Exotic Snakes in Nantes

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It was a rainy morning and Mark had woken up way too early. He was cranky and so were we. The rest of the city was enjoying a quiet Sunday morning with croissants and café au lait and here I was, trying to get Mark to keep his socks on (this month’s new phobia is apparently socks) and brush Petit Écolier crumbs off my last clean pair of jeans.

“Alright, let’s go to the museum,” I decided.

There are several museums in Nantes, including the Jules Verne Museum (scenic location but fairly boring), the Arts Museum (under renovation), the Musée Dobrée (under renovation as well), the Castle Museum (expensive). That left us with my favourite educational hangout: the Musée d’histoire naturelle.

Museums are free on the first Sunday of the month in Nantes, and my dad used to take us to the Natural History Museum regularly when I was a kid. We’d bring a pencil and a notebook and sit there to draw the animals. “Observe, interpret and draw,” my dad would instruct us. Whenever we were sick of erasing the spider’s extra legs, we would wander around.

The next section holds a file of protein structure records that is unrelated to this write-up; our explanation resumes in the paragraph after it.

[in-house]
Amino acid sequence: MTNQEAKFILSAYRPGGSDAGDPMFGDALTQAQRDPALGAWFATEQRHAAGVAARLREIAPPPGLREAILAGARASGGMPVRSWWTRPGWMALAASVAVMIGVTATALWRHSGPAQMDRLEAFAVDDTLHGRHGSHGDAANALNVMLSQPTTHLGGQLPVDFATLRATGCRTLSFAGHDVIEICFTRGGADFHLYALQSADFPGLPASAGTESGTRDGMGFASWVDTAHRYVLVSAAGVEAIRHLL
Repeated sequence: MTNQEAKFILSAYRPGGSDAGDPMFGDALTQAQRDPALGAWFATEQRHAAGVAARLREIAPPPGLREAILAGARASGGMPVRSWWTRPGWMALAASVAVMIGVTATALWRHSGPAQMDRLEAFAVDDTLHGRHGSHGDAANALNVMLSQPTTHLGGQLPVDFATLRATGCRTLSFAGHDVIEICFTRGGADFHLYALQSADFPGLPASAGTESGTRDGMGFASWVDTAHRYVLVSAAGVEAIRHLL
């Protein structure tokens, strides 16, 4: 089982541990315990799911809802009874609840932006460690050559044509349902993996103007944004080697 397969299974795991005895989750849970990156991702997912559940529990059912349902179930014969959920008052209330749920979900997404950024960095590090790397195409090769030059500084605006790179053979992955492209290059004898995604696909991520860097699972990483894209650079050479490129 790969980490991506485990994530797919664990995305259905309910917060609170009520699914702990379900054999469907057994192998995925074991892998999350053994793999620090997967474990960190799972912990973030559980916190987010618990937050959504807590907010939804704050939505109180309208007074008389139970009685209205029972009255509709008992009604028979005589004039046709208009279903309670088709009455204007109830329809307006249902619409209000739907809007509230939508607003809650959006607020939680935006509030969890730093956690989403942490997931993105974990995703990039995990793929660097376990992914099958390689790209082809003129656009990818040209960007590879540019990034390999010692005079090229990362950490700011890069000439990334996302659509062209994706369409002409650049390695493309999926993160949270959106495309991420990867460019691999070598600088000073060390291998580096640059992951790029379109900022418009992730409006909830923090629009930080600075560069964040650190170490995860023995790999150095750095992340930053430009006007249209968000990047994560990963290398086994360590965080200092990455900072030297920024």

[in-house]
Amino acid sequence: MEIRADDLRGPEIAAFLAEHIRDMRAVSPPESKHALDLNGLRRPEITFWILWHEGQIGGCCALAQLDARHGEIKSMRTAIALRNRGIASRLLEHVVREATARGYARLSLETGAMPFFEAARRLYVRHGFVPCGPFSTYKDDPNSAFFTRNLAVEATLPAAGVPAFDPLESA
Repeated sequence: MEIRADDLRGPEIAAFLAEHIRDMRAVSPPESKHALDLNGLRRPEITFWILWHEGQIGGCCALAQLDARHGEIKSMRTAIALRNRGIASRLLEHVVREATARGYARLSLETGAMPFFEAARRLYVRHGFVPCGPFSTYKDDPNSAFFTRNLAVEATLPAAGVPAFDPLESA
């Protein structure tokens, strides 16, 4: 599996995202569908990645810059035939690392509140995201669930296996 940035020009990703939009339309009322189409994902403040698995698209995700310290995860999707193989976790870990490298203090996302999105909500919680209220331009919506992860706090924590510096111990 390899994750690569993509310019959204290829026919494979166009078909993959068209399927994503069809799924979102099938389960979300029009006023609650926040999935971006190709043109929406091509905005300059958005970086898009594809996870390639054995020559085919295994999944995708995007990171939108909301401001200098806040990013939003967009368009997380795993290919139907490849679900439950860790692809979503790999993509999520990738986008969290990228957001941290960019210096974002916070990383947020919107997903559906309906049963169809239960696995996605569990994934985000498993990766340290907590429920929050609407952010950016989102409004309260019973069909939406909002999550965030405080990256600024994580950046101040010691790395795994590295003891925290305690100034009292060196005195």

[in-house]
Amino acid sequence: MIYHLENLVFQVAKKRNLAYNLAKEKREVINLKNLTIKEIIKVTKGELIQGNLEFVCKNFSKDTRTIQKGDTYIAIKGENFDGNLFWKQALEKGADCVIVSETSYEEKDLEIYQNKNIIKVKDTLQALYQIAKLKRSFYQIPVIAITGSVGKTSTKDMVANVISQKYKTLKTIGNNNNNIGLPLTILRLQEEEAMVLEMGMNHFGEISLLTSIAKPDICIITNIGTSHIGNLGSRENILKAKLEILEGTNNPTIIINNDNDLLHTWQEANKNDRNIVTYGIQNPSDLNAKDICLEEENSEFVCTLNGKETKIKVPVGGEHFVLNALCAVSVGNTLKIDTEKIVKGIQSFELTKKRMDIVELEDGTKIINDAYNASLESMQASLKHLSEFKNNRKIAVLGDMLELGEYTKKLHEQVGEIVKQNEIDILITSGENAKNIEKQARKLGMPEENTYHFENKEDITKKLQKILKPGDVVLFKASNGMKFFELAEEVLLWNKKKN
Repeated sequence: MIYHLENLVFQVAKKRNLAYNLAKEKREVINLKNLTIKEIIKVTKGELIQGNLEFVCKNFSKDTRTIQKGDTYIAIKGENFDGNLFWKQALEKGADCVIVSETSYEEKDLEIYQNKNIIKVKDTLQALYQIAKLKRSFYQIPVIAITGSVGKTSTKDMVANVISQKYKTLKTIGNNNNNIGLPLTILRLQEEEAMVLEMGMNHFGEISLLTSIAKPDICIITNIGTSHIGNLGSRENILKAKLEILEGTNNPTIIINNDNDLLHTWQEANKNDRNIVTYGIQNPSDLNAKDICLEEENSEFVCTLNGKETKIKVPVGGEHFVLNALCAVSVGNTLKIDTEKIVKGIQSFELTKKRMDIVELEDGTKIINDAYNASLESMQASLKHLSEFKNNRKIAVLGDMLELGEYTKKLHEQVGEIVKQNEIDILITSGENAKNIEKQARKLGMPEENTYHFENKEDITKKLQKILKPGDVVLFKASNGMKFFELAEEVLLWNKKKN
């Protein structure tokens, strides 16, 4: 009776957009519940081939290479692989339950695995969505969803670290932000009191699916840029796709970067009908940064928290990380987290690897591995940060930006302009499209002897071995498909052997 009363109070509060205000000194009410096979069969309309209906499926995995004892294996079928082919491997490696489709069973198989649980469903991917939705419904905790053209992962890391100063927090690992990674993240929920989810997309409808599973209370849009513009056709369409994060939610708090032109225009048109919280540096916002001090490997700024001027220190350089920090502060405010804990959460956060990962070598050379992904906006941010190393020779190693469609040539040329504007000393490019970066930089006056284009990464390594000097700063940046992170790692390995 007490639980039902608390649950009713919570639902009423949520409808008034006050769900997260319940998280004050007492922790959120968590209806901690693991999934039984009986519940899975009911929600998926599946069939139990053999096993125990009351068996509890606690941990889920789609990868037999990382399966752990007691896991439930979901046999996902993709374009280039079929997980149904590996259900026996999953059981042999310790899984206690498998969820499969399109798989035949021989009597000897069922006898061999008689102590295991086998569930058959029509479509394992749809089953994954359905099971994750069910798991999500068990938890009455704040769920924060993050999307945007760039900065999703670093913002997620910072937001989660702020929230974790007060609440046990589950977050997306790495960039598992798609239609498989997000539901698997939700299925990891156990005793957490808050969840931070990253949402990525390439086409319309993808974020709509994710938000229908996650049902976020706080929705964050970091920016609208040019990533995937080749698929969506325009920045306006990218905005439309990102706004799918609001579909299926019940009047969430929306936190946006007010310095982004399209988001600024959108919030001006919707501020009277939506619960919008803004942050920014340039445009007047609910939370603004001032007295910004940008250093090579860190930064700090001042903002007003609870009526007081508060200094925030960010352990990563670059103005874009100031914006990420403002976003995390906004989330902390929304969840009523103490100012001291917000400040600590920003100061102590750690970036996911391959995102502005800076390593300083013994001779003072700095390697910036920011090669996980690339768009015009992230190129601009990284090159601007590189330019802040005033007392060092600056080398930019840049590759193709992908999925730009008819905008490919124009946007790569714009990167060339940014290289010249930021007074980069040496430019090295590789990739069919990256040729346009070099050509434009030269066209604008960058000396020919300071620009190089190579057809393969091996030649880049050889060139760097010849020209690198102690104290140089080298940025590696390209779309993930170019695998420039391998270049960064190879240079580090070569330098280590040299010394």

There was an entire room filled with rocks. Boring, we’d claim. We still loved checking out the gold nugget and other precious stones on display.

There were the impressive elephant and whale skeletons, and an extensive collection of stuffed mammals, birds and reptiles. I found the giant sea spider very scary but I couldn’t help taking a look every single time I walked by.

A room was dedicated to human and animal medical oddities. It was scary, creepy and yet fascinating for us kids. I remember staring at the human skin with the bullet hole close to the heart as well as the shrunken head.

I was planning to avoid these rooms with Mark but I didn’t have to. The museum had been renovated and the “Cabinet of Curiosities” was gone. These days, the museum is more politically correct.

Mark was cranky and he didn’t quite enjoy the atmosphere, but he still liked the vivarium with the venomous snakes from all over the world. When I was a kid, I explained Feng, we loved to tease the most venomous snakes!

You can see the com­plete set of pic­tures taken in France on Flickr.

Museum of Natural History

Museum of Natural History

Museum of Natural History

Museum of Natural History

Museum of Natural History

Museum of Natural History

Museum of Natural History

Museum of Natural History

Museum of Natural History

Museum of Natural History

Museum of Natural History

Museum of Natural History

Museum of Natural History

Museum of Natural History

Museum of Natural History

Museum of Natural History

Museum of Natural History

Museum of Natural History

Museum of Natural History

Museum of Natural History

Museum of Natural History

Museum of Natural History

Museum of Natural History

Museum of Natural History

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About Author

French woman in English Canada. World citizen, new mom, traveler, translator, writer and photographer. Looking for comrades to start a new revolution.

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